Statistics from within the country suggest that the first stage of this regulation rollout will affect 900 companies, while the second stage will put 4,800 companies under the spotlight. The bill will also enable the government to temporarily exclude from public tenders companies that receive fines in excess of €175,000.
“Incalculable risks arise for companies,” said Joachim Lang, general manager at the Federation of German Industry. A word of warning from a respected leader, at a time when industry lobby groups and wholesale businesses fear that the new law increases bureaucracy and suggest that price rises may be inbound.
The Take of German Giants
After looking at the incoming legislation, Daimler AG, known more commonly as the automotive giant Mercedes-Benz, a company which, should there happen to be any ESG-compliance issues along its multinational supply chain, would pay a hefty fee, is welcoming of the push for change but hesitant about certain aspects of the bill.
“Daimler's position is: The respect for human rights is a central aspect of our sustainable business strategy. We, therefore, welcome the progress made on the Supply Chain Act. Although the regulations are very ambitious, the proposed legislation has a sound approach overall. It is based on internationally recognised human rights and on international agreements. And it gives companies more legal certainty in an area that has so far only been partially regulated.
Supply chains are not "chains" but rather exceedingly complex networks: Daimler alone has over 60,000 direct suppliers - and many more sub-suppliers. For this reason, we also consider the proposed risk-based gradual model to be sensible. The responsibility of the companies lies primarily in their own business area and with their direct suppliers. Companies must then take action in the deeper supply chain if there are concrete indications of human rights violations. Daimler AG already does that today.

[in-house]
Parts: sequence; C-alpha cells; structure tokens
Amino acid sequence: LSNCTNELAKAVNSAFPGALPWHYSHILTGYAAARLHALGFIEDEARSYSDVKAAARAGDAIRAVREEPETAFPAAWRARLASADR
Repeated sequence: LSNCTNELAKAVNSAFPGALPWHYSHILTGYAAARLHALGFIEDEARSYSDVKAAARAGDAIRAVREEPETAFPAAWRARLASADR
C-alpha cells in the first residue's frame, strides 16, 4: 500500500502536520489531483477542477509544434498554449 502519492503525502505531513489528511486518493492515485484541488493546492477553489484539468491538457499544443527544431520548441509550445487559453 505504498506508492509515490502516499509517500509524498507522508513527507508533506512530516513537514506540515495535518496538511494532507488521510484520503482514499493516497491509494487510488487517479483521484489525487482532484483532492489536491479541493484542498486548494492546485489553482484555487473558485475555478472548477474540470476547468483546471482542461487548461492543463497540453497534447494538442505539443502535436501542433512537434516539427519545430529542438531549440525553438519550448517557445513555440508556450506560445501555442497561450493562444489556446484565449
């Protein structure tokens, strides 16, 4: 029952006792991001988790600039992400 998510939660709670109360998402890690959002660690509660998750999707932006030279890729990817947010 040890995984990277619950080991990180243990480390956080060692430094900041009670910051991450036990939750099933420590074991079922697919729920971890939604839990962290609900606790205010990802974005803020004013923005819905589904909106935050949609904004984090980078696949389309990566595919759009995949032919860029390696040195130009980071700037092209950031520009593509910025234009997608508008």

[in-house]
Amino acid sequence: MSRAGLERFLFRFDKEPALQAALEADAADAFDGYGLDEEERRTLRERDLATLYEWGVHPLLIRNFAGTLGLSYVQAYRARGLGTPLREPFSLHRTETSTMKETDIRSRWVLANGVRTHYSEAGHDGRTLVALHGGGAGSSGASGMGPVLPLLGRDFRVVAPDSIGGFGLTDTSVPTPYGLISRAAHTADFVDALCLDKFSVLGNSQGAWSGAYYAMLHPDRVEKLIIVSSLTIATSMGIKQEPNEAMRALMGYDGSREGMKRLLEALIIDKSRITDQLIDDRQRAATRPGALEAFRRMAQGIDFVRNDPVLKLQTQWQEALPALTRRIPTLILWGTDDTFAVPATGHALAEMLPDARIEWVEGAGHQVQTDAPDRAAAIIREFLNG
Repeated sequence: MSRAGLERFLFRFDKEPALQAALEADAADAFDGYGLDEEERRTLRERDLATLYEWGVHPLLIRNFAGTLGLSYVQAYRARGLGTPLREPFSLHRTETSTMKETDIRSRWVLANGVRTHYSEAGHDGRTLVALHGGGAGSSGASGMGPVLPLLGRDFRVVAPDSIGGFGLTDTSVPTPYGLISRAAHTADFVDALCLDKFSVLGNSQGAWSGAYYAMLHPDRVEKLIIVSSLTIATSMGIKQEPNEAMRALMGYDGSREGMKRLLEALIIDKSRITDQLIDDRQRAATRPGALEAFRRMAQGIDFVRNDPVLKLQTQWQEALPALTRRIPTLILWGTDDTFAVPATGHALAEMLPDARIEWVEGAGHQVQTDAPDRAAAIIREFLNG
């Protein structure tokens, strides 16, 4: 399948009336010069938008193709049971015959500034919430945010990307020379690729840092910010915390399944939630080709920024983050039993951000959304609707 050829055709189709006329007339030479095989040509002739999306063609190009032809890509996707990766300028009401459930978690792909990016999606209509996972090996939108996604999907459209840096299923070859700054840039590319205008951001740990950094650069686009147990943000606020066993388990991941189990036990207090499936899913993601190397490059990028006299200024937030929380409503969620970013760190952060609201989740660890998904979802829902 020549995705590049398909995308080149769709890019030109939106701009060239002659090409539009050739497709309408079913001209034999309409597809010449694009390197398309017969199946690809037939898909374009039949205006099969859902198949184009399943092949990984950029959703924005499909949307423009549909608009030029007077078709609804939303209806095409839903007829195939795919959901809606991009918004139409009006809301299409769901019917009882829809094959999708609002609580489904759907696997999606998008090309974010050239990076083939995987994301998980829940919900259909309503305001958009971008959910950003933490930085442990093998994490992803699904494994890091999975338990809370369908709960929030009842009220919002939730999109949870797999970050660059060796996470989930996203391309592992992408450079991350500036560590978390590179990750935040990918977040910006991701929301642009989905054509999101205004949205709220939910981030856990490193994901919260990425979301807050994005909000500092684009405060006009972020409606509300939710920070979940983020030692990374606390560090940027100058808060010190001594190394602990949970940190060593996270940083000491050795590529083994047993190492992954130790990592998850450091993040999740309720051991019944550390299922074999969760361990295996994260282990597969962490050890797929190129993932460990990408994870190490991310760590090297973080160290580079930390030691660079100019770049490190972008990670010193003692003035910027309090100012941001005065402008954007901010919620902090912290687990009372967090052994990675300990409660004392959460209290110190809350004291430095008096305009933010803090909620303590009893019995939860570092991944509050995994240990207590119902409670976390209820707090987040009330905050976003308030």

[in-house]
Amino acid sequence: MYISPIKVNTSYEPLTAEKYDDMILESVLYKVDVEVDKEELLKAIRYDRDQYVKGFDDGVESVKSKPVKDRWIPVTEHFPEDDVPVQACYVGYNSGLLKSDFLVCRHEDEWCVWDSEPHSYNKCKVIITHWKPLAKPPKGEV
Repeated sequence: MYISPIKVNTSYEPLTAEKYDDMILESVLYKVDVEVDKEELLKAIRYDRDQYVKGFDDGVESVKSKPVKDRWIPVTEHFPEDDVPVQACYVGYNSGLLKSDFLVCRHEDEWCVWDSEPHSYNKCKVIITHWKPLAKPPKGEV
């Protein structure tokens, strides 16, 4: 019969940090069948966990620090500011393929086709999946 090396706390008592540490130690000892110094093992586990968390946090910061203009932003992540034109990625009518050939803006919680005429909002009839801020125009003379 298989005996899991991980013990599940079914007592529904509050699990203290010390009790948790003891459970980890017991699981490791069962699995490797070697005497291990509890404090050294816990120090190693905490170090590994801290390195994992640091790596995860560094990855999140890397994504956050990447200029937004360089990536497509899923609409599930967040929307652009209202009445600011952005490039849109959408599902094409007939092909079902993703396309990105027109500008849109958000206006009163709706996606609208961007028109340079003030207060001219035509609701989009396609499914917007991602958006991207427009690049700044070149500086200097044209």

Even though we support the proposed legislation in principle, we consider some aspects to be critical, e.g. the planned fines of up to 2% of the average annual turnover. Instead of threats of sanctions, we consider concrete measures, which companies must take in the event of deficits, to be more expedient. In addition, certain wordings are still vague and leave room for interpretation. Terms such as, e.g. "fair standard of living" should be phrased precisely in order to create legal certainty. Furthermore, documentation and reporting requirements should not lead to unnecessary bureaucracy and should be harmonised with existing rules. On the one hand, this does not help the people on the ground, and on the other hand, it puts a burden on the companies – and the implementation can pose substantial challenges for smaller companies in particular.”
This law is arguably one of the most important developments in the supply chain space so far this year. But it must be remembered that changes do not and will not happen at the push of a button and that democratic principles should be applied to the discussion prior to enshrining legislation into tablature. Environmental and human rights advocacy is a hike, not a brisk walk around the park ─ so, for German companies, it’s time to get their boots on the ground and start assessing their global, interconnected supply chain operations. And, hopefully, they’ll set a stellar example for the rest of us.